As the first brisk winds of a harsh winter arrive in Europe, the Russian invasion of Ukraine is entering a slower, more deliberate phase.
Soon, Russia’s recent work to damage Ukraine’s infrastructure will begin to pay off for the Kremlin, both physically and emotionally. The months of cold and dark isn’t meant to simply drive Ukrainians way, but to wear them down mentally, allowing the cruelty to continue even when the shelling stops.
But in the days before the tomb-like weather arrives, Russia still has some desperate and dangerous maneuvers up there sleeve.
The Ukrainian atomic energy agency accused Russia on Monday of flouting nuclear safety by sending a “kamikaze” drone over part of the South Ukraine Nuclear Power Plant in the Mykolaiv region just after midnight.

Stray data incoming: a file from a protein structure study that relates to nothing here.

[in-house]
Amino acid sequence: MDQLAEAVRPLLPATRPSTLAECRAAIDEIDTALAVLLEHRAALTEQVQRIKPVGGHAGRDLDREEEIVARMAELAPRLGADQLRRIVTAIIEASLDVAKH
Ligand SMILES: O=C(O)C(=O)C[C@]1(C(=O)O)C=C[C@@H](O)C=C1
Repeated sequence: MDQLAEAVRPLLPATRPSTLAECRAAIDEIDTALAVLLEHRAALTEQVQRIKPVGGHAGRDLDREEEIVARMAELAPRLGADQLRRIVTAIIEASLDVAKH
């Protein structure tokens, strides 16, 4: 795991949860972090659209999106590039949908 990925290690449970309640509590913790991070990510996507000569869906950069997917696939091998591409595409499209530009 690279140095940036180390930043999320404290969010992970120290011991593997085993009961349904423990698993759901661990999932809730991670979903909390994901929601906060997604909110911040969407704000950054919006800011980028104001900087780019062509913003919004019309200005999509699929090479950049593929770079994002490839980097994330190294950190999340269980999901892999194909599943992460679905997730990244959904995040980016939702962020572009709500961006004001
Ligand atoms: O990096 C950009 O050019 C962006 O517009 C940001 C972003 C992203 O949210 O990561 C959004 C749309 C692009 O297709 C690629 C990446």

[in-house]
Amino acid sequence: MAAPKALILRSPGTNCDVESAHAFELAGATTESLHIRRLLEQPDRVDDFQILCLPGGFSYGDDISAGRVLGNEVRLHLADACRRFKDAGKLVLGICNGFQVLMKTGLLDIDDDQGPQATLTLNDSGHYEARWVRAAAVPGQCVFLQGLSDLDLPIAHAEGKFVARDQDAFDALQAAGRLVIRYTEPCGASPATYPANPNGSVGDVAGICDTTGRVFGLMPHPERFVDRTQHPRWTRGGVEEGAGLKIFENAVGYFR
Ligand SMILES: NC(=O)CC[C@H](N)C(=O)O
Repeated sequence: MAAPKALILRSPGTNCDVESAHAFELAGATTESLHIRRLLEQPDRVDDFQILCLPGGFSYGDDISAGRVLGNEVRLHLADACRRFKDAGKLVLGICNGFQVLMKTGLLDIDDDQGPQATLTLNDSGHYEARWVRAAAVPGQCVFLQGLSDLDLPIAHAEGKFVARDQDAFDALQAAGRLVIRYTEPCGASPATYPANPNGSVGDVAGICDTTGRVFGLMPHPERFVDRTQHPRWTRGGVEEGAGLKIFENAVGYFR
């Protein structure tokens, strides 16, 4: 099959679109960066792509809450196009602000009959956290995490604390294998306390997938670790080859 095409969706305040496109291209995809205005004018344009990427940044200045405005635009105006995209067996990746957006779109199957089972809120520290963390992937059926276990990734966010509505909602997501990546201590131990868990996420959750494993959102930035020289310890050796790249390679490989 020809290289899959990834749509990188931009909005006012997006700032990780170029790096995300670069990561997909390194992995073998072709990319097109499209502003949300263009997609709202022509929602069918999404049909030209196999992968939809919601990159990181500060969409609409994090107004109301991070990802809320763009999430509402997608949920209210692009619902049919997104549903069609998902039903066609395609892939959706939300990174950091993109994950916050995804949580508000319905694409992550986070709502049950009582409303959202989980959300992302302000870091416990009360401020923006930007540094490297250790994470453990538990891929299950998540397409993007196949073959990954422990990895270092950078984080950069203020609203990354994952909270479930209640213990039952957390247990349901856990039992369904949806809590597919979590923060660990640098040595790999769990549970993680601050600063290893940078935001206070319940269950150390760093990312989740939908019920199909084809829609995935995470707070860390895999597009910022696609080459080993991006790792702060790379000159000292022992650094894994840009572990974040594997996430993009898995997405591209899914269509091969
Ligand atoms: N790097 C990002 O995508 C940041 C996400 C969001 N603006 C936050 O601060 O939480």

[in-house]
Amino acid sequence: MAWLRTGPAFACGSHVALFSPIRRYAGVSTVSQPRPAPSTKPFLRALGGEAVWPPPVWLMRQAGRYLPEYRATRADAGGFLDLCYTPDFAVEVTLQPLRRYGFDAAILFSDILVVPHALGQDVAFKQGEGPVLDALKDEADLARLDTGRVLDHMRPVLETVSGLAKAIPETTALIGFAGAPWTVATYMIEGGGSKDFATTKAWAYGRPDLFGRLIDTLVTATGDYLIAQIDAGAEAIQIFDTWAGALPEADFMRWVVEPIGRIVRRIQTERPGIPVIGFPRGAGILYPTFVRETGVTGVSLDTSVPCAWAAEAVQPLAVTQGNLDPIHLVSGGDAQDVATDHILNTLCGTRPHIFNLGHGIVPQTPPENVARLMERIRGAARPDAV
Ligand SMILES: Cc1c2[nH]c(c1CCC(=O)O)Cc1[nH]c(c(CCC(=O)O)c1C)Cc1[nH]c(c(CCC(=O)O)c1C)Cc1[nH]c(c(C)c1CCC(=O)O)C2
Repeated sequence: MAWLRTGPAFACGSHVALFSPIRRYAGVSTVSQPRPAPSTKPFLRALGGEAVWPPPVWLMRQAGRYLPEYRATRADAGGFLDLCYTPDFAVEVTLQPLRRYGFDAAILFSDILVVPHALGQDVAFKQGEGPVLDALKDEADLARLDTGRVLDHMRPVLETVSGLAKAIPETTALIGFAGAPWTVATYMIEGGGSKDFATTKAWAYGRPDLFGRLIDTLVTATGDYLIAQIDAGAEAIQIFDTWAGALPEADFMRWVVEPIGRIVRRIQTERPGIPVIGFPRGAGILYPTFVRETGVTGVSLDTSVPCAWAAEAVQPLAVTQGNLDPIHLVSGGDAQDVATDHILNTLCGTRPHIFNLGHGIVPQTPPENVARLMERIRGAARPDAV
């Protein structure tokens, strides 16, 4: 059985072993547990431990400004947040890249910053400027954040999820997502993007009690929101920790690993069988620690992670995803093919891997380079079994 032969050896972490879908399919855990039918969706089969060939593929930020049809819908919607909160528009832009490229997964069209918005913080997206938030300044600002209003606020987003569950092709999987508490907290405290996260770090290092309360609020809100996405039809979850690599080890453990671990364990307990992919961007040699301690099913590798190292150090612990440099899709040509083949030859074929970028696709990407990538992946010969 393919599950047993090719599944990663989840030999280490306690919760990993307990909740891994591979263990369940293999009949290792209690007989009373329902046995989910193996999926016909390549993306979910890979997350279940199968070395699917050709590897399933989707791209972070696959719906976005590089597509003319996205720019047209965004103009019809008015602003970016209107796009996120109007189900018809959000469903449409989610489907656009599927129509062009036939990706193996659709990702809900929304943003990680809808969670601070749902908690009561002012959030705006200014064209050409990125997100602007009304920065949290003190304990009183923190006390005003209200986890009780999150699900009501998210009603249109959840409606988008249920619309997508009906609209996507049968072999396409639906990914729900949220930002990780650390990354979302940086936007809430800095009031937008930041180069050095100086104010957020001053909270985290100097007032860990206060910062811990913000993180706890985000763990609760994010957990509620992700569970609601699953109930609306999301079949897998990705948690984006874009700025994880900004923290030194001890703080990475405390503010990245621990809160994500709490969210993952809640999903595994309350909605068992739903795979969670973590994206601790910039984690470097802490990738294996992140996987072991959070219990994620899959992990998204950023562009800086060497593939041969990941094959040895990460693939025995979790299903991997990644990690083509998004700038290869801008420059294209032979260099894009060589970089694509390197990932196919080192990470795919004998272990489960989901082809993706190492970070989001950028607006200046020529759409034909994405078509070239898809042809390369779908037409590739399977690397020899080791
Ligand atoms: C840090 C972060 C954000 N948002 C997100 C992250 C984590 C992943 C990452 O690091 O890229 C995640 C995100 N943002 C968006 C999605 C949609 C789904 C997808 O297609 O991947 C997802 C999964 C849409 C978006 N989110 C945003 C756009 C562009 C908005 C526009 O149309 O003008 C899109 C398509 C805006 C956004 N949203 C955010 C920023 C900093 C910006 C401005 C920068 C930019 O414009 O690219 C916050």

Energoatom said the Iranian-made Shahed drone had been detected at 00:46 early Monday over the station and said it was calling on the international nuclear community to protect atomic sites from the risks of war.
“This is an absolutely unacceptable violation of nuclear and radiation safety,” Energoatom wrote on the Telegram messaging app.
The Kremlin already has a history of harassing Ukraine’s nuclear power plants.
Invading Russian forces currently occupy another Ukrainian nuclear power plant, the Zaporizhzhia complex, Europe’s largest, near front lines in Ukraine’s southeast. Talks are ongoing to establish a safety zone around the plant.
Both sides have accused the another of shelling the Zaporizhzhia site and Ukraine has said Russian forces are pressuring its Ukrainian staff, including through violence, to sign contracts with a subsidiary of Russia’s atomic agency.
The Kremlin has appeared, at times, to be looking for an excuse for the conflict to turn nuclear, and this latest military malfeasance signals to the world that this hasn’t changed.